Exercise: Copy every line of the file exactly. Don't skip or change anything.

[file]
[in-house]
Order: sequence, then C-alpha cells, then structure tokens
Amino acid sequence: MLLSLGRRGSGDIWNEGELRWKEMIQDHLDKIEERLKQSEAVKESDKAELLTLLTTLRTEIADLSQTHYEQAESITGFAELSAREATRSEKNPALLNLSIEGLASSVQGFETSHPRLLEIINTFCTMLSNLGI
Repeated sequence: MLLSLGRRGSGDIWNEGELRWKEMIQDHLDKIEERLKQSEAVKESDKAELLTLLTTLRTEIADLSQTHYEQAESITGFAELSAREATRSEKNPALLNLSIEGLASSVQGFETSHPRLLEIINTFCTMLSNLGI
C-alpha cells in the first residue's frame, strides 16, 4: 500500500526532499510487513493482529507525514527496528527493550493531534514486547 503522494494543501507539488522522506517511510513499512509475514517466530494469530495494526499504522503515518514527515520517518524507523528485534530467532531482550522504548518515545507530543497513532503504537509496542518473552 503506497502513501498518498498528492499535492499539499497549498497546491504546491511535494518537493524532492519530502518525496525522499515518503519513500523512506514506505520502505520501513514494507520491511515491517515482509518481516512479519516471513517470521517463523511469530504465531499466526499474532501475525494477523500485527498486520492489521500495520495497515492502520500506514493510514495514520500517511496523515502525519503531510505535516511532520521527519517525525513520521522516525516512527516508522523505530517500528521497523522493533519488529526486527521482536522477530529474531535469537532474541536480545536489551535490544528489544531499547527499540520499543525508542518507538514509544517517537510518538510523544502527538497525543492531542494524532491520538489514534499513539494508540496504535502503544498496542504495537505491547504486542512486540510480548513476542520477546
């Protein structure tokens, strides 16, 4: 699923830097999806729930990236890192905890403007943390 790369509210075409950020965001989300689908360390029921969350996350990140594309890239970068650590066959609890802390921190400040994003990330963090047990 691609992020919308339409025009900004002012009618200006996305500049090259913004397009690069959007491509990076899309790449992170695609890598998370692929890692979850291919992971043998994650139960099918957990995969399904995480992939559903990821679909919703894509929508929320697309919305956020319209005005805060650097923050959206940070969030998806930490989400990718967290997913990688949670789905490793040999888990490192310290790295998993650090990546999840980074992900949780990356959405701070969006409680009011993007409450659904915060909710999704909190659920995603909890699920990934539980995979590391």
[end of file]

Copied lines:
[in-house]
Order: sequence, then C-alpha cells, then structure tokens
Amino acid sequence: MLLSLGRRGSGDIWNEGELRWKEMIQDHLDKIEERLKQSEAVKESDKAELLTLLTTLRTEIADLSQTHYEQAESITGFAELSAREATRSEKNPALLNLSIEGLASSVQGFETSHPRLLEIINTFCTMLSNLGI
Repeated sequence: MLLSLGRRGSGDIWNEGELRWKEMIQDHLDKIEERLKQSEAVKESDKAELLTLLTTLRTEIADLSQTHYEQAESITGFAELSAREATRSEKNPALLNLSIEGLASSVQGFETSHPRLLEIINTFCTMLSNLGI
C-alpha cells in the first residue's frame, strides 16, 4: 500500500526532499510487513493482529507525514527496528527493550493531534514486547 503522494494543501507539488522522506517511510513499512509475514517466530494469530495494526499504522503515518514527515520517518524507523528485534530467532531482550522504548518515545507530543497513532503504537509496542518473552 503506497502513501498518498498528492499535492499539499497549498497546491504546491511535494518537493524532492519530502518525496525522499515518503519513500523512506514506505520502505520501513514494507520491511515491517515482509518481516512479519516471513517470521517463523511469530504465531499466526499474532501475525494477523500485527498486520492489521500495520495497515492502520500506514493510514495514520500517511496523515502525519503531510505535516511532520521527519517525525513520521522516525516512527516508522523505530517500528521497523522493533519488529526486527521482536522477530529474531535469537532474541536480545536489551535490544528489544531499547527499540520499543525508542518507538514509544517517537510518538510523544502527538497525543492531542494524532491520538489514534499513539494508540496504535502503544498496542504495537505491547504486542512486540510480548513476542520477546
């Protein structure tokens, strides 16, 4: 699923830097999806729930990236890192905890403007943390 790369509210075409950020965001989300689908360390029921969350996350990140594309890239970068650590066959609890802390921190400040994003990330963090047990 691609992020919308339409025009900004002012009618200006996305500049090259913004397009690069959007491509990076899309790449992170695609890598998370692929890692979850291919992971043998994650139960099918957990995969399904995480992939559903990821679909919703894509929508929320697309919305956020319209005005805060650097923050959206940070969030998806930490989400990718967290997913990688949670789905490793040999888990490192310290790295998993650090990546999840980074992900949780990356959405701070969006409680009011993007409450659904915060909710999704909190659920995603909890699920990934539980995979590391």